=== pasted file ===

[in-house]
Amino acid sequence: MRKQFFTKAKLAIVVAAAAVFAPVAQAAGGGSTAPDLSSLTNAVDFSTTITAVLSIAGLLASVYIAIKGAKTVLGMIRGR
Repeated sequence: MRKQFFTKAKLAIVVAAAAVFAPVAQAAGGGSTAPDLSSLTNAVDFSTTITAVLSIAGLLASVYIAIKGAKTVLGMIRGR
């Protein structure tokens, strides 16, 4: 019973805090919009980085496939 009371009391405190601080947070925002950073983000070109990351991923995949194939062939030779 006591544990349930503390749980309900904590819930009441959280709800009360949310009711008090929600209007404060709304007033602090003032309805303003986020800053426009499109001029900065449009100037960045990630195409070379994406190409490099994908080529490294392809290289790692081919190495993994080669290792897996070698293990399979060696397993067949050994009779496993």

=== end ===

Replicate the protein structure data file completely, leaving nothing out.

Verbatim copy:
[in-house]
Amino acid sequence: MRKQFFTKAKLAIVVAAAAVFAPVAQAAGGGSTAPDLSSLTNAVDFSTTITAVLSIAGLLASVYIAIKGAKTVLGMIRGR
Repeated sequence: MRKQFFTKAKLAIVVAAAAVFAPVAQAAGGGSTAPDLSSLTNAVDFSTTITAVLSIAGLLASVYIAIKGAKTVLGMIRGR
């Protein structure tokens, strides 16, 4: 019973805090919009980085496939 009371009391405190601080947070925002950073983000070109990351991923995949194939062939030779 006591544990349930503390749980309900904590819930009441959280709800009360949310009711008090929600209007404060709304007033602090003032309805303003986020800053426009499109001029900065449009100037960045990630195409070379994406190409490099994908080529490294392809290289790692081919190495993994080669290792897996070698293990399979060696397993067949050994009779496993």